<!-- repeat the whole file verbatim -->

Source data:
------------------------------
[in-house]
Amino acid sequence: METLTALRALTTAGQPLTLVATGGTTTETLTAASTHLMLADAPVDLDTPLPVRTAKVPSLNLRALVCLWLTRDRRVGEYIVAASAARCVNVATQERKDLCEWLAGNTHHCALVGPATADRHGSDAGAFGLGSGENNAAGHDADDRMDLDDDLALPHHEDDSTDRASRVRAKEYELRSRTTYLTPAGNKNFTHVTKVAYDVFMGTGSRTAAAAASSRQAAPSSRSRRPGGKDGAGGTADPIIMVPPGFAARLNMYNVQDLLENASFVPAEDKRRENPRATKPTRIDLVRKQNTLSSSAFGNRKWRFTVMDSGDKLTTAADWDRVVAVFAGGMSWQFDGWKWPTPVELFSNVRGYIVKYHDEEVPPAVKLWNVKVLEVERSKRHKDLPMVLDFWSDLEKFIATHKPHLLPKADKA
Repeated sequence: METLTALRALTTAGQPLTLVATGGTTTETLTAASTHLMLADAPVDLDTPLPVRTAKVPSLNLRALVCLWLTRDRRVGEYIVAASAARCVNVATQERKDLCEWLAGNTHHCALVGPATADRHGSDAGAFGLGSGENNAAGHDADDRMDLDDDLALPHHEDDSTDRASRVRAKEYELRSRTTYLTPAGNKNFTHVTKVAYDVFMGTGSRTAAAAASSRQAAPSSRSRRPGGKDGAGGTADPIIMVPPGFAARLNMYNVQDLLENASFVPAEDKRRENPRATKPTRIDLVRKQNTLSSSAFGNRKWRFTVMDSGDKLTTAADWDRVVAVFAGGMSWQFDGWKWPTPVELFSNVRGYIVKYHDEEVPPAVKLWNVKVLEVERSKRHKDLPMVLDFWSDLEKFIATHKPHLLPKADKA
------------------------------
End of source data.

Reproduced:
[in-house]
Amino acid sequence: METLTALRALTTAGQPLTLVATGGTTTETLTAASTHLMLADAPVDLDTPLPVRTAKVPSLNLRALVCLWLTRDRRVGEYIVAASAARCVNVATQERKDLCEWLAGNTHHCALVGPATADRHGSDAGAFGLGSGENNAAGHDADDRMDLDDDLALPHHEDDSTDRASRVRAKEYELRSRTTYLTPAGNKNFTHVTKVAYDVFMGTGSRTAAAAASSRQAAPSSRSRRPGGKDGAGGTADPIIMVPPGFAARLNMYNVQDLLENASFVPAEDKRRENPRATKPTRIDLVRKQNTLSSSAFGNRKWRFTVMDSGDKLTTAADWDRVVAVFAGGMSWQFDGWKWPTPVELFSNVRGYIVKYHDEEVPPAVKLWNVKVLEVERSKRHKDLPMVLDFWSDLEKFIATHKPHLLPKADKA
Repeated sequence: METLTALRALTTAGQPLTLVATGGTTTETLTAASTHLMLADAPVDLDTPLPVRTAKVPSLNLRALVCLWLTRDRRVGEYIVAASAARCVNVATQERKDLCEWLAGNTHHCALVGPATADRHGSDAGAFGLGSGENNAAGHDADDRMDLDDDLALPHHEDDSTDRASRVRAKEYELRSRTTYLTPAGNKNFTHVTKVAYDVFMGTGSRTAAAAASSRQAAPSSRSRRPGGKDGAGGTADPIIMVPPGFAARLNMYNVQDLLENASFVPAEDKRRENPRATKPTRIDLVRKQNTLSSSAFGNRKWRFTVMDSGDKLTTAADWDRVVAVFAGGMSWQFDGWKWPTPVELFSNVRGYIVKYHDEEVPPAVKLWNVKVLEVERSKRHKDLPMVLDFWSDLEKFIATHKPHLLPKADKA